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- NEW: Liberian president "a bit more confident" about avoiding most dire predictions
- NEW: Spokesman: US Airways followed CDC guidelines after health scare on Dominican flight
- After negative test, Texas sheriff's deputy is discharged
- Hotel closed in Macedonia after sudden death, ministry says
(CNN) -- As the death of the first patient diagnosed with Ebola in the U.S. sparks more fears, airports are beefing up screening for people from affected nations.
With developments pouring in from all corners of the world, here's what you need to know to quickly get caught up on the latest:
No relief in sight:
The world's largest outbreak of Ebola has killed more than 3,800 people, the World Health Organization said Wednesday. The numbers reflect confirmed Ebola cases in Guinea, Liberia, Nigeria, Senegal, Sierra Leone and the United States, the WHO said.
The virus is affecting medical workers. A United Nations official is being treated in Liberia after contracting Ebola. The unnamed worker is the second U.N. member infected with the virus in Liberia. The first one died last month.
A possible $32 billion hit:
The outbreak could cost the African economy $32 billionover the next two years if it spreads to its larger neighbors, the World Bank estimates.
The steps some countries have taken to prevent the spread of the Ebola virus amount to "putting a towel under the door of a building on fire," World Bank president Jim Kim told CNN's Richard Quest on Thursday.
Complete coverage on Ebola
Liberia postpones election:
Liberia's President on Thursday postponed a senatorial election that had been set for next week, citing the Ebola outbreak in the country.
The nation's election commission had recommended the delay, saying that the prevalence of the virus, authorities' efforts to combat it and citizens' efforts to isolate themselves weren't conducive to a free and open election.
Officials have not yet revealed any new date for the election, which had been set for Tuesday.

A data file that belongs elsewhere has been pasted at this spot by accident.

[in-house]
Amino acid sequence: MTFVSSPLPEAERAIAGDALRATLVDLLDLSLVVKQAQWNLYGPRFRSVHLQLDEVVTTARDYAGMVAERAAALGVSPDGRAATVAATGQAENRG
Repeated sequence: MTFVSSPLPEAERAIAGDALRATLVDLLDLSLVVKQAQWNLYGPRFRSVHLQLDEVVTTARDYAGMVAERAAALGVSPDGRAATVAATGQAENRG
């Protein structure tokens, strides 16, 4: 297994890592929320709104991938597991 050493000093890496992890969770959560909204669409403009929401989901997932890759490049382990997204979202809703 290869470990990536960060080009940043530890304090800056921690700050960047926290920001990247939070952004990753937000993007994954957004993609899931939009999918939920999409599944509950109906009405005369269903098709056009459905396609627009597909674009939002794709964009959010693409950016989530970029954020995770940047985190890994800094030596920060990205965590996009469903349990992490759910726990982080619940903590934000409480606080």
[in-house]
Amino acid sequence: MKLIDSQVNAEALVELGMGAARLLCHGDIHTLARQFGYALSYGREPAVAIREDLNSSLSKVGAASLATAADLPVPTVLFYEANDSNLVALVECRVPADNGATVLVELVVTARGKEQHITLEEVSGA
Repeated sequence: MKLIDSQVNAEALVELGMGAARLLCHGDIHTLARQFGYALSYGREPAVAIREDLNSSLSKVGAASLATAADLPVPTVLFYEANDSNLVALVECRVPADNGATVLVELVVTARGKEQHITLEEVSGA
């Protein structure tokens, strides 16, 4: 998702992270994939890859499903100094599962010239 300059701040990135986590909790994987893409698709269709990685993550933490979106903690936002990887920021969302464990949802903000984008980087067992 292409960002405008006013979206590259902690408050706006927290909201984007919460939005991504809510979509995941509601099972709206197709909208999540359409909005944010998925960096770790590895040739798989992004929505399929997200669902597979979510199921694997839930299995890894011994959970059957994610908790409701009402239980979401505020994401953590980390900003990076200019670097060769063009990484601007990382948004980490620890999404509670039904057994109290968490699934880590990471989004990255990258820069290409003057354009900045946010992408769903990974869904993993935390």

U.S. troops arrive in Liberia:
A group of 90 U.S. Marines and airmen arrived in Liberia on Thursday to help Ebola response efforts, along with four V-22 Osprey aircraft and two C-130 transport planes.
Their arrival brings the total number of U.S. troops deployed in Liberia to 334, military spokesman Lt. Col. Dave Doherty said. And there are more coming. In late October, 700 troops from the 101st Airborne Division are scheduled to deploy to Liberia.
Liberian leader a 'bit more confident':
Liberian President Ellen Johnson Sirleaf on Thursday acknowledged the human and economic toll that Ebola has taken on her country since beginning in March and during the ensuing intensifying weeks, before adding, "We are a bit more confident (now) that our collective response will turn the curve away from the dire projections."
Sirleaf outlined several steps to overcome the crisis. They include a "more timely and decisive response" to the Ebola crisis, including new testing, treatment and burying centers;" improving the nation's normal health care system; and bolstering the economy overall, including through infrastructure and other projects.
Thomas Duncan dies:
Thomas Eric Duncan, the first person diagnosed with Ebola in the United States, died Wednesday, 10 days after he was admitted to Dallas' Texas Health Presbyterian Hospital. His family wonders whether the outcome would have been different if doctors had admitted Duncan to a hospital on September 25, the first time he showed up with a fever and stomach pain.
Duncan's family has criticized the care he received. The Dallas hospital that treated him says staff members did everything they could.
Ebola test negative for Dallas deputy: